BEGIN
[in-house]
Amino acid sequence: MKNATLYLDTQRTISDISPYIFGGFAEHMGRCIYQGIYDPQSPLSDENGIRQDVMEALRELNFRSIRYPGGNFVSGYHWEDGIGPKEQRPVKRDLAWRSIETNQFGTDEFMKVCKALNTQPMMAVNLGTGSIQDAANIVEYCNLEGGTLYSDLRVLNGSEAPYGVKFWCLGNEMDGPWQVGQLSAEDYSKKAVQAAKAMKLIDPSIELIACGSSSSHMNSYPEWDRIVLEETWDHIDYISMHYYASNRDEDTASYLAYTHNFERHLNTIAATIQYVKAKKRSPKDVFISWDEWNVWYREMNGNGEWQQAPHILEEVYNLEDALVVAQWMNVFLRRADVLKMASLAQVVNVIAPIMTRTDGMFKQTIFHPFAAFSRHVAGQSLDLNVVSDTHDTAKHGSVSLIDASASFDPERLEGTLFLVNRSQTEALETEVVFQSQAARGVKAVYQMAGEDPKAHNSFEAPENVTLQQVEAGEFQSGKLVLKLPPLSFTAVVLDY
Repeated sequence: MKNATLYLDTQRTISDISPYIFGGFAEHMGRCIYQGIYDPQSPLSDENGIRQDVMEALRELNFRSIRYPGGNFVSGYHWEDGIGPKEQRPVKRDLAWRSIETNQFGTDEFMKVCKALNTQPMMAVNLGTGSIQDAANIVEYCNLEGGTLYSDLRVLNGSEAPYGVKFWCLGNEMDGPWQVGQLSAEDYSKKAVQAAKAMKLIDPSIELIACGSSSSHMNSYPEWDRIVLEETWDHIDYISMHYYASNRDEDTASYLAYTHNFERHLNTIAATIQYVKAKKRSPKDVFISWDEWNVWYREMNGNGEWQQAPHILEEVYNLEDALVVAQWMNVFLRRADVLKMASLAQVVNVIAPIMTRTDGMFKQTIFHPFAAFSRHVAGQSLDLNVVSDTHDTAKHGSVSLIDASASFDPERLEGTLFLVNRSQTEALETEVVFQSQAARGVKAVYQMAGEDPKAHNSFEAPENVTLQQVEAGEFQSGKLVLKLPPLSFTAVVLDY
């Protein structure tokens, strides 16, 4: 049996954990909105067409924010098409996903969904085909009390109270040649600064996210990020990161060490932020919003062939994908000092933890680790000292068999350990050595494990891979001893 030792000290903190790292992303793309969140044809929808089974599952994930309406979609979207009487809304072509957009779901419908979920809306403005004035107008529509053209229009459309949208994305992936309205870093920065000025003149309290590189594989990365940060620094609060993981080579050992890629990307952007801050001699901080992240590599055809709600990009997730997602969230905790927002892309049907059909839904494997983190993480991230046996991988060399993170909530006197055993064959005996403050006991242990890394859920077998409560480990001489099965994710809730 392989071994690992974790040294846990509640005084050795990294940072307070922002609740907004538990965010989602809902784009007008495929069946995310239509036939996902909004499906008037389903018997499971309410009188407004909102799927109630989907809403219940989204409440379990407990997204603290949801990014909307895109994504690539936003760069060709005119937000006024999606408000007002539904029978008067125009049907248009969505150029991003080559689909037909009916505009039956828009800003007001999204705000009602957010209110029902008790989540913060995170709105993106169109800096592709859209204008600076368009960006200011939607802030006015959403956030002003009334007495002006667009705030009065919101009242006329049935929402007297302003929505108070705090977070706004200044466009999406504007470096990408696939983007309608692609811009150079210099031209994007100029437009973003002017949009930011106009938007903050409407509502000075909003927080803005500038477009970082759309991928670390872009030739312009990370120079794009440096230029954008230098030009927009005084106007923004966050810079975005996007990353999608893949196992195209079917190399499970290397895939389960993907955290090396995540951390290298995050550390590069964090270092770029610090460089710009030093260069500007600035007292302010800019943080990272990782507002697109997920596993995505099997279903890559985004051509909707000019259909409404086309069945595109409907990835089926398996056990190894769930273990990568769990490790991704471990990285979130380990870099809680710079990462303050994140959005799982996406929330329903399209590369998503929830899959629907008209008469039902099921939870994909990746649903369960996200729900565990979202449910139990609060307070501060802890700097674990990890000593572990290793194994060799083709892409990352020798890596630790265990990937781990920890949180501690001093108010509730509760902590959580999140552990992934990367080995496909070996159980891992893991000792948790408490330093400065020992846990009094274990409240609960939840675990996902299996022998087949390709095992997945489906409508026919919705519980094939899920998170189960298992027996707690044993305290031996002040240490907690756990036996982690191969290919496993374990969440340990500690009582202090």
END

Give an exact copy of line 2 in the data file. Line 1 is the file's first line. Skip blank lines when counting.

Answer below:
Amino acid sequence: MKNATLYLDTQRTISDISPYIFGGFAEHMGRCIYQGIYDPQSPLSDENGIRQDVMEALRELNFRSIRYPGGNFVSGYHWEDGIGPKEQRPVKRDLAWRSIETNQFGTDEFMKVCKALNTQPMMAVNLGTGSIQDAANIVEYCNLEGGTLYSDLRVLNGSEAPYGVKFWCLGNEMDGPWQVGQLSAEDYSKKAVQAAKAMKLIDPSIELIACGSSSSHMNSYPEWDRIVLEETWDHIDYISMHYYASNRDEDTASYLAYTHNFERHLNTIAATIQYVKAKKRSPKDVFISWDEWNVWYREMNGNGEWQQAPHILEEVYNLEDALVVAQWMNVFLRRADVLKMASLAQVVNVIAPIMTRTDGMFKQTIFHPFAAFSRHVAGQSLDLNVVSDTHDTAKHGSVSLIDASASFDPERLEGTLFLVNRSQTEALETEVVFQSQAARGVKAVYQMAGEDPKAHNSFEAPENVTLQQVEAGEFQSGKLVLKLPPLSFTAVVLDY